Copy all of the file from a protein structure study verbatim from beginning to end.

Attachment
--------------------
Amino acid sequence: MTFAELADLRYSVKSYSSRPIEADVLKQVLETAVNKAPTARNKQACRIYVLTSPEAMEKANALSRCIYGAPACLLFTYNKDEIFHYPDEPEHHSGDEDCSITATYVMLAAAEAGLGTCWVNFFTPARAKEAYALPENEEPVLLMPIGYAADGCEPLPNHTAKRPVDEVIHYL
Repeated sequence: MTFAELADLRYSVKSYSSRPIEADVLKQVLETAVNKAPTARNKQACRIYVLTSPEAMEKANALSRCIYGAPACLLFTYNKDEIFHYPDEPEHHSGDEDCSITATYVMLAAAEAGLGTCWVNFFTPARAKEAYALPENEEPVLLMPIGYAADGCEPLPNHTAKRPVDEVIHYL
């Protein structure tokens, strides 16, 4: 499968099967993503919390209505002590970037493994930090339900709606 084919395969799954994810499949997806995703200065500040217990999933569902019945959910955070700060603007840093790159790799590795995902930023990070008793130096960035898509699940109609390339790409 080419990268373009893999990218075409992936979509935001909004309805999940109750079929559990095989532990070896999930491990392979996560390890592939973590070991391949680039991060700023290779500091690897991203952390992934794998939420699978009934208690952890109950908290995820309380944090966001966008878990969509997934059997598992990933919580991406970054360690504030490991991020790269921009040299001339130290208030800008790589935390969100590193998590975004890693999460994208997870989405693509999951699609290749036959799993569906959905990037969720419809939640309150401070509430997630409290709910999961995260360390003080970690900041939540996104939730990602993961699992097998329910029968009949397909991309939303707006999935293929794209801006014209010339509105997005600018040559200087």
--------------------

Amino acid sequence: MTFAELADLRYSVKSYSSRPIEADVLKQVLETAVNKAPTARNKQACRIYVLTSPEAMEKANALSRCIYGAPACLLFTYNKDEIFHYPDEPEHHSGDEDCSITATYVMLAAAEAGLGTCWVNFFTPARAKEAYALPENEEPVLLMPIGYAADGCEPLPNHTAKRPVDEVIHYL
Repeated sequence: MTFAELADLRYSVKSYSSRPIEADVLKQVLETAVNKAPTARNKQACRIYVLTSPEAMEKANALSRCIYGAPACLLFTYNKDEIFHYPDEPEHHSGDEDCSITATYVMLAAAEAGLGTCWVNFFTPARAKEAYALPENEEPVLLMPIGYAADGCEPLPNHTAKRPVDEVIHYL
């Protein structure tokens, strides 16, 4: 499968099967993503919390209505002590970037493994930090339900709606 084919395969799954994810499949997806995703200065500040217990999933569902019945959910955070700060603007840093790159790799590795995902930023990070008793130096960035898509699940109609390339790409 080419990268373009893999990218075409992936979509935001909004309805999940109750079929559990095989532990070896999930491990392979996560390890592939973590070991391949680039991060700023290779500091690897991203952390992934794998939420699978009934208690952890109950908290995820309380944090966001966008878990969509997934059997598992990933919580991406970054360690504030490991991020790269921009040299001339130290208030800008790589935390969100590193998590975004890693999460994208997870989405693509999951699609290749036959799993569906959905990037969720419809939640309150401070509430997630409290709910999961995260360390003080970690900041939540996104939730990602993961699992097998329910029968009949397909991309939303707006999935293929794209801006014209010339509105997005600018040559200087």